John’s understanding of Community was deep and rich, and the fact that he had Jesus use sarx to describe his body is clear that as long as the Church on earth is still on the way to their heavenly glory, it is always going to be one that isn’t perfect, gritty at times, filled with hypocrites and self-centered folk, with the ability to be injured and who can in turn injure others, make mistakes, have lots of sinners who struggle with holiness, and in a word, pretty messed up.

The RCIA process or journey may not show the church with its flaws and imperfections, though I have known some catechists who do prepare their catechumens to expect a less-than-perfect church.  As much as we are a redeemed Church, we are also a group of pilgrims bound for heaven with some running with the stamina of a Kenyan marathoner, and some dragging their feet and shuffling along. 

My great concern goes out to the Neophytes who will find this out the hard way – when the reality of a flawed church dawns on them, and they feel either hoodwinked, let down, and walk out. 

Remember -  the God who is incarnated is one who has repeatedly said that anyone who says that he or she loves an invisible God in heaven and is unable or unwilling to meet with, encounter and live in community with a visible brother or sister on earth is as good as a liar because no one can love a God who cannot be seen if he or she is unwilling to love a neighbor who can. 

Would that it be that each member of the Body of Christ is to the Body as the Eucharist is – giving wholeness, forgiving, nourishing, sanctifying and life-giving.  This is the quest for holiness that each person making up this Body should be striving for.  It’s probably not a matter of ‘if’ you, dear Neophyte, gets to see the Church and her flaws.  It’s a matter of ‘when’.  But to leave is going to be the worst thing that you can do for yourself because no one gets to heaven alone.

Monday, March 12, 2018

Have you ever heard yourself say “I don’t like the God of the Old Testament”? This blog is for you.

I was leading a Day of Recollection over the weekend and I opened up some time for questions and answers.  One of these questions was something which isn’t really a new issue, but one that quite a few people seem to struggle with.  It usually goes like this - “the God of the Old Testament seems to be a different deity from the one that is portrayed or revealed by Jesus in the New Testament.  Why is this so?  Are there two different Gods portrayed?”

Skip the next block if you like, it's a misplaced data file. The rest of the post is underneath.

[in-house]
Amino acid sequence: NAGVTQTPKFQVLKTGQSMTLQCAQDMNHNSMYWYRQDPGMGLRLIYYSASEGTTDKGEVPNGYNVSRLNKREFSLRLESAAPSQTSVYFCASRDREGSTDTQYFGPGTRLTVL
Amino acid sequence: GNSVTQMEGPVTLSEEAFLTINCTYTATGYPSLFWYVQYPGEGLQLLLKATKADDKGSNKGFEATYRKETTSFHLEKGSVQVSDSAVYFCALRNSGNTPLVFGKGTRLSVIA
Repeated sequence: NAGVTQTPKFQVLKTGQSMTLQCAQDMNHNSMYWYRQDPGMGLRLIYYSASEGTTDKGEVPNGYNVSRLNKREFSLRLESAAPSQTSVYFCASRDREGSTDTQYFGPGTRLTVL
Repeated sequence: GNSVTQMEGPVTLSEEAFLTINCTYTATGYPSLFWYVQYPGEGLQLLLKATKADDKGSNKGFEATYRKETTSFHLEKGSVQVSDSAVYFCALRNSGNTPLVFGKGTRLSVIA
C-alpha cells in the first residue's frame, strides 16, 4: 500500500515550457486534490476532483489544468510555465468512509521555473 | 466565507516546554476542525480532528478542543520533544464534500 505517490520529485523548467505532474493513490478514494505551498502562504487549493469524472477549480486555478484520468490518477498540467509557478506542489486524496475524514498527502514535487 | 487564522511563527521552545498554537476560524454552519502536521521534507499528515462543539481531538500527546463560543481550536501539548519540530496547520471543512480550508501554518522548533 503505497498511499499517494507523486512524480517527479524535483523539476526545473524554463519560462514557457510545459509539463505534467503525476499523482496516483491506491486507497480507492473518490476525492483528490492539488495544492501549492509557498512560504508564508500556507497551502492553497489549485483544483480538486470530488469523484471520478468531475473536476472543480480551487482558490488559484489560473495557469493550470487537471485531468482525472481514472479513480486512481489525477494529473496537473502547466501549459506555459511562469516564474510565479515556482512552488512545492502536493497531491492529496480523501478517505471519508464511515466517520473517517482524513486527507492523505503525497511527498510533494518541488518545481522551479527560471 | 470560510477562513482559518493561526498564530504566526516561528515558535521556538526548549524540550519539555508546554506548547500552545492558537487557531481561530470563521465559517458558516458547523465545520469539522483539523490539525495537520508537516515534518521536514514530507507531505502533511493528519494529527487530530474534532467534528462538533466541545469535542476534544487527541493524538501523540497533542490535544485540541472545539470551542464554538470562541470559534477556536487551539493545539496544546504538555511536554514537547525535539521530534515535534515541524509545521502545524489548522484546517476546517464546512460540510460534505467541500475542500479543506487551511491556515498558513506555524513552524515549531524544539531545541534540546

Variations of this are statements like “I like the God of the New Testament, but I don’t like the God of the Old” or “God in the Old Testament is hard and demanding but Jesus shows God as merciful and loving”.  I’ve even heard one which says that “God in the Old Testament seems to have a need to smite people, but he seems to have stopped that in the New Testament.  He is a changed God”.  I often smile at statements like that last one, because saying that God has changed simply denies one of the most fundamental attributes of God that he is immutable. 

I have issues with these statements, even if one uses the phrase “appears to be” as a caveat for such statements made about God, largely because the questioner only takes selective verses from the Bible to support what they are saying, and often fail to do what is so important – read Scripture from a birds’ eye view and see Scripture as a collection of many books, written by particular individuals who were inspired by God.  Each had a particular encounter with God and each encounter needs to be seen as God revealing himself slowly and progressively. 

Just as there are statements or verses in the Old Testament that do show God’s wrath, anger, jealousy and predilection for a good smiting of his recalcitrant people, there are also numerous Old Testament references that show otherwise.  Nehemiah 9:17 reminds us that God is one who forgives, and who is gracious and compassionate, slow to anger and abounding in lovingkindness.  Turning to Psalm 36, 69 and 17 will show that God’s people also saw him as God who compassionate, taking us in the shelter of his wings and Isaiah also highlighting God’s hesed, which is Hebrew for lovingkidness.